Then I got a happenstance call from my brilliant friend Brantley Moate. Brantley is a certified massage therapist, trained in Asia. He understands pain better than just about anybody I know. And he was just, by chance, calling to tell me about a fascinating book he’d been reading by a neuroscientist called Lorimer Moseley called Painful Yarns.  You can get the gist of Moseley’s ideas in this fabulous TEDx talk:

I listened, and I watched. What Moseley said hit my already aching head like a bomb blast:

Pain is an indicator that something is wrong. But pain in a particular part of the body doesn’t necessarily mean something is wrong where it hurts; nor does intensity of pain necessarily equate with level of injury. Treating “where it hurts” and “how it hurts” may not fix the problem. You may need to look elsewhere to fix what’s really wrong.

Whoa, whoa, whoa.  So I might need to look at something besides my head and its supporting muscles to fix my headache? YES. Yes, indeed.

Turns out, the reason my head was hurting had absolutely nothing to do with muscle fatigue or sitting at the computer too long, or brain tumors, or Lupus, or any of the stuff that had been racing through my head – or any of the stuff I’d been treating. My problem was I NEEDED SLEEP.

For a couple of weeks I’d been working late and getting up early, doing projects for the office and the kids – and as a woman of 44 with Lupus, my body evidently can’t take the “four hours a night and fake it til ya make it” I’ve been putting it through for most of my life.  When I started really thinking about what might have changed in the weeks leading up to the headaches, what might have impacted me and caused my body to say “something is wrong here!” it occurred to me I might need a little more rest.  So I did something very uncharacteristic for me: I changed one of my regular patterns. Instead of throwing medicine at my problem, I changed part of my normal routine.

And it worked. Three days of 8+ hours per night and BAM. Headaches gone. Completely gone like they’d never existed.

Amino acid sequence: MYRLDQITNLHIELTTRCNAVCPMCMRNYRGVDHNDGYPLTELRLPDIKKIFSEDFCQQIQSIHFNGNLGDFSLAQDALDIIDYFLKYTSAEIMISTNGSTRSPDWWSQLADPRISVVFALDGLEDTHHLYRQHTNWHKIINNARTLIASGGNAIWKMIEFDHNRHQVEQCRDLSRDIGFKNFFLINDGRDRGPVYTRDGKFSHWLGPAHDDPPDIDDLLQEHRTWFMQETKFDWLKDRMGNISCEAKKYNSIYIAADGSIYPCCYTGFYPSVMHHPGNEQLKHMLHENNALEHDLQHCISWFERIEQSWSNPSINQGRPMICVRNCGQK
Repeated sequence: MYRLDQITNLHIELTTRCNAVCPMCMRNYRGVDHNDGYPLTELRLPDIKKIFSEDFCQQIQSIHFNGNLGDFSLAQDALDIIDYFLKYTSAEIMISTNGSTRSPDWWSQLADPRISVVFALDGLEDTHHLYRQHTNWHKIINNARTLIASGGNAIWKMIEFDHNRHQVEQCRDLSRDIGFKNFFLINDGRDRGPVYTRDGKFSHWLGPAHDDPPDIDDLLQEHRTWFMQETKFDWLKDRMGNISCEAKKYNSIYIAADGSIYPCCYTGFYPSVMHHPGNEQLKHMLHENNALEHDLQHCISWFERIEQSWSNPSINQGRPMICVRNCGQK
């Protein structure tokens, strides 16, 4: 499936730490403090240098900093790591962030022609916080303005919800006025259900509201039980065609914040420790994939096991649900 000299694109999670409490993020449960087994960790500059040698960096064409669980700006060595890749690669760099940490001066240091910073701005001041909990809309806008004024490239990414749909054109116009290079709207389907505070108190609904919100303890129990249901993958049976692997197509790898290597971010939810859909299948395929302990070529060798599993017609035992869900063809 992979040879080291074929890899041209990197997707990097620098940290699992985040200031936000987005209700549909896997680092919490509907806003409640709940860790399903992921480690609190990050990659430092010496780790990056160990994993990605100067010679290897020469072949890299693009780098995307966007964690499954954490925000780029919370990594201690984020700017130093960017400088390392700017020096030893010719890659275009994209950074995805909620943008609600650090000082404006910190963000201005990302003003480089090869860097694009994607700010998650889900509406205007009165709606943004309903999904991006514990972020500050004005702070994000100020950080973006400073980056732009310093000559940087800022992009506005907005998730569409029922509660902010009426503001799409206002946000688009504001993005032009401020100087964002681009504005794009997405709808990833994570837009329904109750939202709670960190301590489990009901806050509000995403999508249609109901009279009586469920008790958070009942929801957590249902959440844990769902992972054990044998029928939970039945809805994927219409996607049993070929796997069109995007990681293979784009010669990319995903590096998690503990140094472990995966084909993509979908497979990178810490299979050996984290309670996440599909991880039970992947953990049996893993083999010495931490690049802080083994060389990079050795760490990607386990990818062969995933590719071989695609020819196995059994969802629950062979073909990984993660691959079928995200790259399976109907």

Wow.

My now-not-hurting brain started to really spin on this idea. Where else are people I know – especially me – mistreating pain? And the obvious answer came back: AT WORK.

We’ve just spun through another absolutely insane busy season, full of chances for things to go wrong. And, now we’re a couple of weeks past April 15 and done with the “thank God we made it” party, we’re about to sit down in our teams and dissect what went wrong. We’re about to identify our pain. To say “where did it hurt?”

That’s good. Whatever we find, that pain is real. No doubt. And treating it is necessary. Absolutely.

But Lorimer Moseley shows – heck, my headache shows! – that identifying pain is just a starting point, nothing more than an indicator that something is wrong. It doesn’t say what. Or where the problem actually started. Or how many “normal patterns” or people or projects may actually be involved.

Treating the precise pain points we identify will feel productive, because we’re doing something, by cracky!  But unless we’re all very, very careful, dealing with those pain points may actually fix nothing at all. And when the problem (and the pain) crops up again – and again, and again – then we’ll be 1. back where we started (or worse) and 2. demoralized and really in a mess.

So let’s take a vow this year to stop before we start. Take a breath. Recognize pain for what it is – for all it is – a warning to look deeper.

Photo by random_dave: film for sale. License.

Posted in Attitudes, Busy Season, Professional Services, Strategic Planning | Tagged: , , , , , , , , , , , , | 4 Comments »

Go, Make Something!

Posted by debrahelwig on March 14, 2013

MakeSomethingThis week, the stomach flu landed at my house.  On me.

Two days of evilness, followed by the sickest feeling I’ve ever had in my life: coming back to work to a list of 35 urgent “to do” items and an inbox with 150 actionable messages in it. It’s Busy Season in the accounting world and I was already crazy with work. Now…God help me.

And I had thought I was queasy before…

My immediate reaction was one of overwhelming inadequacy and stupidity.  Especially taking into account that there isn’t just WORK stuff. At home I have kids on spring break who are screaming “I’m bored!”; a house that hasn’t been cleaned, with puppy tumbleweeds flying across the den like we’re the last outpost on the lone prairie; bills to pay; a gratitude journal to write; a thank you note I haven’t sent; and OH MY GOD Easter is coming and I haven’t thought about cookies or egg hunts or any of that stuff….

It’s enough to send a person back to bed in a crumpled heap, never to emerge again.

It’s my guess that most of us have been in this place at some point – crushed by the feeling that “the world is falling on my head and I’ll never get out from under.” Frankly, considering it’s Busy Season, I’ll pretty much guarantee I’m not the only one feeling at least a little like this at the moment.